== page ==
We were born and raised in a ‘reality’ where freedom is only a concept. We were bound to the shackles of fear, misconceptions, false ideologies, material reward and held ransom to rules and laws laid down to safeguard the interest of the few. We were made to forget that we are free agents of change. We are free to be who we are without fear or guilt.

9. We forgot our real power:

Living in fear has made us forget how powerful we are. We forgot the massive power of our will and intention to change our reality. We have been tranced into sleepwalking and following the ready made signs like automatons.

10. We forgot our lessons from history:

If there is something that history has taught us is how fast we are at forgetting our lessons. Time and time again we keep on repeating the same mistakes, stuck in the same patterns of greed and self-destruction. We cannot be blamed individually for the mistakes done by humanity in the past but we are responsible as individuals to to remind ourselves of the past mistakes and pass it on to the collective psyche.

11. We forgot to be simple:

Human life got more complex and complicated. We are seduced by the glitter of more and not by the power of less. We forgot to be simple and the meaning of simplicity. Life is simple really. Simplicity means discarding all the inessential stuff and ideas that clutter the view to our life purpose and the other truths we have forgotten.

12. We forgot to trust, believe and wonder:

We lost our enchantment with the world. We forgot to be wondered by the miracle of life. We do not stand in awe at the majesty of it all anymore. Our skepticism and cynical view of the world has made us lose trust in ourselves and the magic of the universe. We forgot how to believe. This is perhaps the biggest tragedy of all. It weakened our spirit and impoverished our soul.

Credits: “The 12 Biggest Life Secrets Forgotten By Mankind,” from, by The Mind Unleashed Contributing Author Gilbert Ross


On Life Purpose by I. Berry

Why You’re Here: Life Purpose and Life Lessons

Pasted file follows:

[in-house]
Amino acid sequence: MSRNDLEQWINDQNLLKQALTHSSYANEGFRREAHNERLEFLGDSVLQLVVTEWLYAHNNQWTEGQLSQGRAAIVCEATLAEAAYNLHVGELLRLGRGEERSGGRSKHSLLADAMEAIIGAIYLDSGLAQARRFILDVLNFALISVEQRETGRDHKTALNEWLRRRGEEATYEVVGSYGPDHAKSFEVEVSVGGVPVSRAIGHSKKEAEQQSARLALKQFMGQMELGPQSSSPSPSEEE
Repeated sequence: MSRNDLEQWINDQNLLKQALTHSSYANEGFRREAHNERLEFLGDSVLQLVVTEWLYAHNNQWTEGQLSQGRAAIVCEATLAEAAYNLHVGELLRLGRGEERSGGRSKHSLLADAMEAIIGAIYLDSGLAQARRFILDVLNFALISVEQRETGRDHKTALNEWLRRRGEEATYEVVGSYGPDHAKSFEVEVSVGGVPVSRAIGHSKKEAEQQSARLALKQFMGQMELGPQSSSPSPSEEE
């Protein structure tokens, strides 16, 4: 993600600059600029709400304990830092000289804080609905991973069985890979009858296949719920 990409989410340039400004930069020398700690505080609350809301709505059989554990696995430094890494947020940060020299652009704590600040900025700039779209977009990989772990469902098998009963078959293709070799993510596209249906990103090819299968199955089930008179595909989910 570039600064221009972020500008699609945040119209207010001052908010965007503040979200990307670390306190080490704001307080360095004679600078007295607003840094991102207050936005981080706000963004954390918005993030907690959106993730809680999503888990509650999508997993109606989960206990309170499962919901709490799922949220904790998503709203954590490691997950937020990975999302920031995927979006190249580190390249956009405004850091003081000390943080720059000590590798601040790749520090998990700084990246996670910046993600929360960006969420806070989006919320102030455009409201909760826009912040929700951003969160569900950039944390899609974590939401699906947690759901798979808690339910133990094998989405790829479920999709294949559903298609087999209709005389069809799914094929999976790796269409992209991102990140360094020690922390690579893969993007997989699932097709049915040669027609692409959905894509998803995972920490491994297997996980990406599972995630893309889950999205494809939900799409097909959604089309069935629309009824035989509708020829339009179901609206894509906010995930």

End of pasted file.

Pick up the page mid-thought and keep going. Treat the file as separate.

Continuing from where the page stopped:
Join Itzhak Beery for the live video webinar “Shamanic Paths to Your Life Purpose: Hand Analysis, Numerology, Astrology, and the Mayan Naguals.” For this Evolver course, Itzhak will be joined by four master practitioners of the ancient arts of divination — palmist Richard Unger, numerologist Julian Michael, shamanic astrologer Daniel Giamario, and Mayan Nagual Shuni Giron — as they demonstrate and explain how these practices can reveal your life purpose to you. This course will introduce you to the role that life purpose serves in each shamanic tradition, and give you the tools to recognize and explore your own unique life purpose. It all starts on September 11. To learn more, click here.  


Discovering your life purpose – the reason you’re living the particular life you have – is likely the single most important understanding you can ever achieve for yourself.

The search for life purpose is as ancient as civilization itself. We all ask, “Why am I here on Earth?” “What is the purpose of my life?” “What am I here to learn?” These existential questions are universal. Esoteric practices like Numerology, Astrology, the Mayan Naguals, Tarot, among many others, have been developed to find answers for people, often in desperate situations, who know, deep down, that the experiences of their lives are not arbitrary, that there are reasons, if only they could understand them – then their lives would have meaning.


What Is a Life Purpose?

Your life purpose is your north star in the dark night as you navigate your canoe. It is the compass by which your soul directs your life journey. It is the key to realizing who you came here to be, and what you came here to accomplish. It cannot be changed. It is your soul essence. It belongs uniquely to you, from the time you came to this world, and some believe it is formed even before you were born, in the womb. It won’t tell you what job you need to pursue. It is the place you came from to do your job. Being conscious and internalizing your life purpose can give you permission and set you free to pursue your life with power, joy and freedom.


What Is a Life Lesson?